“One of the reasons I make entertainment is because life is brutal, life is hard and if we can get a chance to escape it — not be in our troubles for a couple hours — then I think that’s a service,” Dean Devlin — producer of TNT’s Leverage and the 1990s blockbusters Independence Day and Godzilla — tells Celebuzz.
Read what else Devlin said about violence in film and TV …
Devlin was talking about the tragedy in Aurora, Colo., in which 12 people were killed and 58 injured. The alleged gunman, James Holmes, 24, was charged July 30 with 142 criminal counts, including 116 for attempted murder and 24 for murder.
“I think when real life interrupts fantasy, it’s always shocking,” Devlin added.
“A tragedy like this, it’s like getting punched in the gut, when these things happen. All you can think about is the victims — and how awful it is for them and their families. What it means to movies, who cares. It’s meaningless, considering the loss these people are suffering.”
He said, “I think that’s the service of genre entertainment, which is what we’re here to celebrate tonight. It’s traditionally called escapist entertainment. And, it’s things like that you want to try and escape.”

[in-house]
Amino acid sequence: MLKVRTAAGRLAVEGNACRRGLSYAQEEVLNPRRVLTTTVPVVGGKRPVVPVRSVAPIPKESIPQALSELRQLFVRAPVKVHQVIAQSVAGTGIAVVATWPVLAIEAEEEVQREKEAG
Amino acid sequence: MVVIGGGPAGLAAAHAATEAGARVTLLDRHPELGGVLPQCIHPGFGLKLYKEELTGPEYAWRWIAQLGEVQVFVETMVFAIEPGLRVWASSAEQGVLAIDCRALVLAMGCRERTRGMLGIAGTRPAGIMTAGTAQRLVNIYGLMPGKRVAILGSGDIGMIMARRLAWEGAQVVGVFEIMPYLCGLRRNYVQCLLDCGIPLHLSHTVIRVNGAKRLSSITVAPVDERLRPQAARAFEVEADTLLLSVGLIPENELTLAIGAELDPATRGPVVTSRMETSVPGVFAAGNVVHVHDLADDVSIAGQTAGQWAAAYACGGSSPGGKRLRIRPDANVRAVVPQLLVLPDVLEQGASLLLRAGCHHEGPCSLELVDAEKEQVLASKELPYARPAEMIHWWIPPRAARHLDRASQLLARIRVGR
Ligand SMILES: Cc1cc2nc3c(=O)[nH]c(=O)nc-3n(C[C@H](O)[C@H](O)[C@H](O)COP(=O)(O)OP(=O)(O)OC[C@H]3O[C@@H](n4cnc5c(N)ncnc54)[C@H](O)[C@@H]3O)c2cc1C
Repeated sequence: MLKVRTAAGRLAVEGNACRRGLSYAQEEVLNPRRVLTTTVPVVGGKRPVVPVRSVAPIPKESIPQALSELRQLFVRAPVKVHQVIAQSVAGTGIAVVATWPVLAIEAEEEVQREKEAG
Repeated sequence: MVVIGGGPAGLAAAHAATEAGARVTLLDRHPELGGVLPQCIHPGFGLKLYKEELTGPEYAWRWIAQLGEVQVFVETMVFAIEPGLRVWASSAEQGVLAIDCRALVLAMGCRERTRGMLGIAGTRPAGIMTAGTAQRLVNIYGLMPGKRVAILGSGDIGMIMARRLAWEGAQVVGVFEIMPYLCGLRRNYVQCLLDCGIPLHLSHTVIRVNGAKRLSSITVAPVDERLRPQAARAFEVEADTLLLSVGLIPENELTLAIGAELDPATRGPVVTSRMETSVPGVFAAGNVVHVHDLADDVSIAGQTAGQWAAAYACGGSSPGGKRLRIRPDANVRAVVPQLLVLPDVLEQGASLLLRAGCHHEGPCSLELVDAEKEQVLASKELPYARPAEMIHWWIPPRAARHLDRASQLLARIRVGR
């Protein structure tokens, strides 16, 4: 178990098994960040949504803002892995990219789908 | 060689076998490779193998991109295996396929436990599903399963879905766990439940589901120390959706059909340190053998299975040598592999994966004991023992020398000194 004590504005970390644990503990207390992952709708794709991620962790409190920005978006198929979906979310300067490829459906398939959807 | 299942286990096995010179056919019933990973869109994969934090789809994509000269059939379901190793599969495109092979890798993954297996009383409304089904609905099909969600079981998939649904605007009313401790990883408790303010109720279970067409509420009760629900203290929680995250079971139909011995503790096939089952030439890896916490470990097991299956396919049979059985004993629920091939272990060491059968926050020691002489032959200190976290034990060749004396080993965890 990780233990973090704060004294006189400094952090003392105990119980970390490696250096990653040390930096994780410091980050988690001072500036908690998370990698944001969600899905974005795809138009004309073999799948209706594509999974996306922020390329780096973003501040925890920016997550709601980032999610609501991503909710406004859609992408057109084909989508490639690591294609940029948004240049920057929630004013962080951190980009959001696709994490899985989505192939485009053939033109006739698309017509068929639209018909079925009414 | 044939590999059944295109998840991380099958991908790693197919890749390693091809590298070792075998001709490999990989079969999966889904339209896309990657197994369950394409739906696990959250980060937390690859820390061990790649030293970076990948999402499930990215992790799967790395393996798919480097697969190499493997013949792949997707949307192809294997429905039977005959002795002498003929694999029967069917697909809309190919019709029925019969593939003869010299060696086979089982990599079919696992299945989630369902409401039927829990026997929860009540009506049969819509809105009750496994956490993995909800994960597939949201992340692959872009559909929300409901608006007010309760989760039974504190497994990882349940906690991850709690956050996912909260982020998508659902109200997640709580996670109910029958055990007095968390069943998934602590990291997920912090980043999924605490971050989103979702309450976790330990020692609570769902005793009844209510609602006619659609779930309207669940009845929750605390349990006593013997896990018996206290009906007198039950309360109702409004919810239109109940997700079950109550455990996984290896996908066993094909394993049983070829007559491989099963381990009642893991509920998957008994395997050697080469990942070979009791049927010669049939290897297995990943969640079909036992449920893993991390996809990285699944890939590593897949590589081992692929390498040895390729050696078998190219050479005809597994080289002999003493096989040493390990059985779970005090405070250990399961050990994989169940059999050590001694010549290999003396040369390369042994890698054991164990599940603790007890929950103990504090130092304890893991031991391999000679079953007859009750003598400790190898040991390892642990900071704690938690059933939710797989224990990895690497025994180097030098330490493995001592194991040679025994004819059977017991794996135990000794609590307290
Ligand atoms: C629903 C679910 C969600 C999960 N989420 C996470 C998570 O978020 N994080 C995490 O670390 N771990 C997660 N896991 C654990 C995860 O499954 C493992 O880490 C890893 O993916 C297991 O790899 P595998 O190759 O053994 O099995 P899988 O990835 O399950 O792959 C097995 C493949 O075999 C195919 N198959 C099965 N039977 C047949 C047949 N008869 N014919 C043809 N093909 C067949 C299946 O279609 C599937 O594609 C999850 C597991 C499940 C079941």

Celebuzz talked to Devlin at last week’s 38th annual Saturn Awards in Burbank, celebrating sci-fi and horror films. Devlin’s show ‘Leverage’ — which just wrapped its 77th episode — was up for several awards at the event.
Also at the Saturn Awards was Lea Thompson, star of Back to the Future, the notorious would-be 1986 blockbuster Howard the Duck, TV’s 1990s hit show, Caroline in the City and ABC Family’s fall show Switched at Birth.
Thompson echoed Devlin’s sentiments.
“Guns kill people, not movies. What can I say?” Thompson said.
Thompson sounded lukewarm, though, to the idea of seeing The Dark Knight Rises in theaters.
“Well, I hear it’s a little too violent. I don’t know,” she says. “I kind of like it when there’s not too many long fight scenes. I like the more intellectual heroes — like Howard the Duck.”
Producer Harvey Weinstein called last week for a meeting of Hollywood filmmakers, to discuss limiting violence in movies. Weinstein’s film companies have produced many violent films over the years.
“I think as filmmakers we should sit down — the Marty Scorseses, the Quentin Tarantinos, and hopefully all of us who deal in violence in movies — and discuss our role in that,” Weinstein said last week.
Do you think violence in movies and TV should be limited? Do you agree with Devlin and Thompson?